I was reflecting back on my time putting together a social media plan for Syracuse Habitat for Humanity and realized how much I have learned in the past year about social media. I put together my program a little over a year ago, since then I have learned so much about social media through my Graduate Assistant Position, personal experience and through my research. I wanted to take a moment to write out some basic ideas for a non-profit and best practices for social media. If you stumble across my blog and want to chat more about social media, I’d love to talk. Shoot me a DM on Twitter or send me an email and I’d be happy to talk! firstname.lastname@example.org
Since I am busy with classes, these post work best if I break them out into a series. Here are the tips to be covered and then gradually break them out throughout the next few weeks:
- Start By Setting Some Goals
- Be Human and Engagement is Key
- Be Comfortable with the Tools
- Get Others Involved in Content Generation
- Set a Sound Policy and Report back!
- Be Careful How You Integrate Tools
- Build Relationships Through Educating and Engagement
- Give it some time, be ready for some rocky roads
Tip 1: Start by setting some goals
You know how everyone in Harry Potter freaks out when you say “Voldamort,” that’s how I feel about the following statement, “Well, everyone else is on social media sites like Facebook and Twitter, so we should be too.” This is not a good strategy. I am a big advocate that conversations about starting/modifying a social media program should not include talking about available tools. Not every tool is right for every organization. The first step to social media is identifying what deliverables you wish to create. One way to think of social media is by saying, “I want to improve how I communicate with my donors, volunteers and members.” Or if you are really good, you will say “How can I improve how I engage with my donors, volunteers and members?” Or if you are a rock-star you will say, “You know, I feel like the community has a lot offer us, we need to find new outlets to tap into and engage with people to help this organization build some capacity and solve problems society faces.” Beautiful. This does not have to be complicated, just think “why do I want to be on these networks and what benefit will it create for my organization and community.” Once this is done, match the objective to the social network.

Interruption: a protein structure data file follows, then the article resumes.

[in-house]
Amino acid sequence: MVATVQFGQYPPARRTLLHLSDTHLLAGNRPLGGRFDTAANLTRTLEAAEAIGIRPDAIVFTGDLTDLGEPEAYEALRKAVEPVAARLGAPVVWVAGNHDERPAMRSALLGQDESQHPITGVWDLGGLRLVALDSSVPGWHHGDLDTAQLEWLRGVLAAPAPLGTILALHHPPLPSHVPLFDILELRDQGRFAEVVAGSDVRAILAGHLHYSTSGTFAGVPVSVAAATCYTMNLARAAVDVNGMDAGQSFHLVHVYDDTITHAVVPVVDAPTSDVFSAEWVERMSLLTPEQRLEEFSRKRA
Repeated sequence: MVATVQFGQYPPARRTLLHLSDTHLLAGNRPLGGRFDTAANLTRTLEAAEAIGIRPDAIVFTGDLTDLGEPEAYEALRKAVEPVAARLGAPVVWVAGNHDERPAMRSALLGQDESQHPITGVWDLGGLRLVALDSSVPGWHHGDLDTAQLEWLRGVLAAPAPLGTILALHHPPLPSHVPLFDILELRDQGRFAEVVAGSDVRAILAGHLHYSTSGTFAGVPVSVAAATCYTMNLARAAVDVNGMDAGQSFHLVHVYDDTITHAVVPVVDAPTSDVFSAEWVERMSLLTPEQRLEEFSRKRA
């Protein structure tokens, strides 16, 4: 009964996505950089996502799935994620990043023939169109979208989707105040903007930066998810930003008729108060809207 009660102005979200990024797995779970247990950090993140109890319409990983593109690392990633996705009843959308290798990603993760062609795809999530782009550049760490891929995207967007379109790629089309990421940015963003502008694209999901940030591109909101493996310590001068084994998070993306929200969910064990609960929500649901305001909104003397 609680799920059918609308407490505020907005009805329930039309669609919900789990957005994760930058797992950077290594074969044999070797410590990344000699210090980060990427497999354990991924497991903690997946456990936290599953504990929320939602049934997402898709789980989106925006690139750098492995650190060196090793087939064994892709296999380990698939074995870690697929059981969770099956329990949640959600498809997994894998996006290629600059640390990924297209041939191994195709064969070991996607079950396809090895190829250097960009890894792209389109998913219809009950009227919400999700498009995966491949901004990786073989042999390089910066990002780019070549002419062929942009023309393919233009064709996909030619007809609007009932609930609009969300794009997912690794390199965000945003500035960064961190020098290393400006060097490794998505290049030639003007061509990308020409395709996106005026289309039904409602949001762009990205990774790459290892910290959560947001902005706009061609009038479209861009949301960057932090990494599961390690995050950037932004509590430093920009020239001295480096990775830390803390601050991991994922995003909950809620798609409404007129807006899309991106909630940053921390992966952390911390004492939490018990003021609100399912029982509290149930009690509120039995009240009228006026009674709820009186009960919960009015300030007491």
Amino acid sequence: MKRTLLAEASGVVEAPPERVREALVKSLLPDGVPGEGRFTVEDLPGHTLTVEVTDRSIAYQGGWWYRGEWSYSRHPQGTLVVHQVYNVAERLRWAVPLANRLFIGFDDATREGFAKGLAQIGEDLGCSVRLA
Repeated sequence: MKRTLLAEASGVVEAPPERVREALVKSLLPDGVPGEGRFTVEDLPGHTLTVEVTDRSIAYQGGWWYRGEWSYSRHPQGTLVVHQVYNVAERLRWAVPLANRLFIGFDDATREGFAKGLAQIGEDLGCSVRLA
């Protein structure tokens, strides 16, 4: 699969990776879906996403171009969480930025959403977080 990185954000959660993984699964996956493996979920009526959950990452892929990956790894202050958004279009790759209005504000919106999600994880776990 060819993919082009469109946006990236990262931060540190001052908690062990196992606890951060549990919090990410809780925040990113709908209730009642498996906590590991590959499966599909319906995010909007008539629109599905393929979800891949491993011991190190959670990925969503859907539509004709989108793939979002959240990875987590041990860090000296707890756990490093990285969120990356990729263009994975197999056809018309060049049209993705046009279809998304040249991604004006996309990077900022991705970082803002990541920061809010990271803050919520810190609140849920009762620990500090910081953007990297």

Again, the lesson is this, think about what you want the tools to accomplish. Don’t think Facebook, don’t think Twitter, think as an organization, what do we want to deliver. Once you got some ideas down, address the tools. But Pat, isn’t this a little silly? Seriously everyone is on Facebook, why can’t we just jump to Facebook, talk about content and call it a day? Concerned reader, your assessment is correct in many regards. I would just add that in the preliminary stages of developing a plan, you need to address clear deliverables you wish to achieve and ways to measure that success.
Also, social media’s benefit is more than just being out there on the web – we’ll talk about this more, but you need to realize what you are doing in this preliminary step is auditing your organization. Take the time to review and see how else you can improve your organization. You may find that the deliverables you want really do not relate to social media. Don’t set yourself up for failure. For instance, I want donations to improve by 10% over the next year – the problem is that you don’t have a fundraising plan or donor recruitment strategy that will allow this to happen.
This early stage is a good way to tease out your wants from you needs as an organization in relation to social media. Striking up conversations about your organization and how to make it better is always great – social media is a great vehicle to start up that conversation.
Finally, another reason why you think of specific strategies is that new tools are always emerging. Maybe right now there is not a tool you see fit or you are not quite ready to jump on the Twitter bandwagon. Having a framework of what you want to accomplish as part of your social media strategy will help as the way we interact online changes and new tools emerge.